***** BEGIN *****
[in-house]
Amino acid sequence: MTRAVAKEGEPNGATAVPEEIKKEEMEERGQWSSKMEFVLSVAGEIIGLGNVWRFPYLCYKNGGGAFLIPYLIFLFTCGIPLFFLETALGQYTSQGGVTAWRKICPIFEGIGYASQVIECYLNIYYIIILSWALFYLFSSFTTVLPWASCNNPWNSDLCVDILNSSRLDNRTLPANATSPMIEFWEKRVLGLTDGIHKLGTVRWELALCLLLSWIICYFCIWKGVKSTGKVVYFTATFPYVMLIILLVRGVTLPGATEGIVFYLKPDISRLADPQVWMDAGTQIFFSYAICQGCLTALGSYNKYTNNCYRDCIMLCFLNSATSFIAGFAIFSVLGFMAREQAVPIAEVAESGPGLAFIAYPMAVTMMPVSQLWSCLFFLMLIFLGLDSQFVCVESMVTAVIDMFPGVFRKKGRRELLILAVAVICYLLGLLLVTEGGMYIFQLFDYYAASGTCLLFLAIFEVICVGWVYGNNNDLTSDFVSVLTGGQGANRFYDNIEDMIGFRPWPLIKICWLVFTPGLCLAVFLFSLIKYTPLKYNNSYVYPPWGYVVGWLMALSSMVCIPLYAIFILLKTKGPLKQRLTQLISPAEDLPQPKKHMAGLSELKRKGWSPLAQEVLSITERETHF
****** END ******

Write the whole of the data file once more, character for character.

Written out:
[in-house]
Amino acid sequence: MTRAVAKEGEPNGATAVPEEIKKEEMEERGQWSSKMEFVLSVAGEIIGLGNVWRFPYLCYKNGGGAFLIPYLIFLFTCGIPLFFLETALGQYTSQGGVTAWRKICPIFEGIGYASQVIECYLNIYYIIILSWALFYLFSSFTTVLPWASCNNPWNSDLCVDILNSSRLDNRTLPANATSPMIEFWEKRVLGLTDGIHKLGTVRWELALCLLLSWIICYFCIWKGVKSTGKVVYFTATFPYVMLIILLVRGVTLPGATEGIVFYLKPDISRLADPQVWMDAGTQIFFSYAICQGCLTALGSYNKYTNNCYRDCIMLCFLNSATSFIAGFAIFSVLGFMAREQAVPIAEVAESGPGLAFIAYPMAVTMMPVSQLWSCLFFLMLIFLGLDSQFVCVESMVTAVIDMFPGVFRKKGRRELLILAVAVICYLLGLLLVTEGGMYIFQLFDYYAASGTCLLFLAIFEVICVGWVYGNNNDLTSDFVSVLTGGQGANRFYDNIEDMIGFRPWPLIKICWLVFTPGLCLAVFLFSLIKYTPLKYNNSYVYPPWGYVVGWLMALSSMVCIPLYAIFILLKTKGPLKQRLTQLISPAEDLPQPKKHMAGLSELKRKGWSPLAQEVLSITERETHF